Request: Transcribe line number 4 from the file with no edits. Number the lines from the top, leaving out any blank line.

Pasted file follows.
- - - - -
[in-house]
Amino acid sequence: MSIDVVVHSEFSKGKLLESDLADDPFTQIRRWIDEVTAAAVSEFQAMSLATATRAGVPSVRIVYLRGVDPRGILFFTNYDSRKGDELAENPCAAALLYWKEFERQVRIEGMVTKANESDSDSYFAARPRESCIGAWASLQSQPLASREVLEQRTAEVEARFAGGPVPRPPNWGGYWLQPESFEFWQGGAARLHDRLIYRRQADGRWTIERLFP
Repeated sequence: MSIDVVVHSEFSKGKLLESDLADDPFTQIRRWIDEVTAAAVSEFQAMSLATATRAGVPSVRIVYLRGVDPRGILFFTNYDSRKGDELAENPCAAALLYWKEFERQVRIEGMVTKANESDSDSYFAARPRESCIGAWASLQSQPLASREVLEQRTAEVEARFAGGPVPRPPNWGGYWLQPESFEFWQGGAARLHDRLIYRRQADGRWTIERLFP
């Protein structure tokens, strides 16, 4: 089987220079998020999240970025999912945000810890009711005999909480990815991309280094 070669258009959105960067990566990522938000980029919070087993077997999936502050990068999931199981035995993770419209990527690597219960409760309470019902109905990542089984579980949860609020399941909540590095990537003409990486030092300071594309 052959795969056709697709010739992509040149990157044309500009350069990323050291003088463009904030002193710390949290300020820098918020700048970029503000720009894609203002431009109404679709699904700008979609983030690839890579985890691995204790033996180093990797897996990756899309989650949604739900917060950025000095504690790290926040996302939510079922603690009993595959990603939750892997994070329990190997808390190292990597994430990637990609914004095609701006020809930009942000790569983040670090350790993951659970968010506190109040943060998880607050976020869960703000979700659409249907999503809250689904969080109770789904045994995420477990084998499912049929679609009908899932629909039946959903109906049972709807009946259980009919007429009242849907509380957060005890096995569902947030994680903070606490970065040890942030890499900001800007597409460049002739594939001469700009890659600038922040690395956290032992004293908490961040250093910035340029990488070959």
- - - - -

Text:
């Protein structure tokens, strides 16, 4: 089987220079998020999240970025999912945000810890009711005999909480990815991309280094 070669258009959105960067990566990522938000980029919070087993077997999936502050990068999931199981035995993770419209990527690597219960409760309470019902109905990542089984579980949860609020399941909540590095990537003409990486030092300071594309 052959795969056709697709010739992509040149990157044309500009350069990323050291003088463009904030002193710390949290300020820098918020700048970029503000720009894609203002431009109404679709699904700008979609983030690839890579985890691995204790033996180093990797897996990756899309989650949604739900917060950025000095504690790290926040996302939510079922603690009993595959990603939750892997994070329990190997808390190292990597994430990637990609914004095609701006020809930009942000790569983040670090350790993951659970968010506190109040943060998880607050976020869960703000979700659409249907999503809250689904969080109770789904045994995420477990084998499912049929679609009908899932629909039946959903109906049972709807009946259980009919007429009242849907509380957060005890096995569902947030994680903070606490970065040890942030890499900001800007597409460049002739594939001469700009890659600038922040690395956290032992004293908490961040250093910035340029990488070959």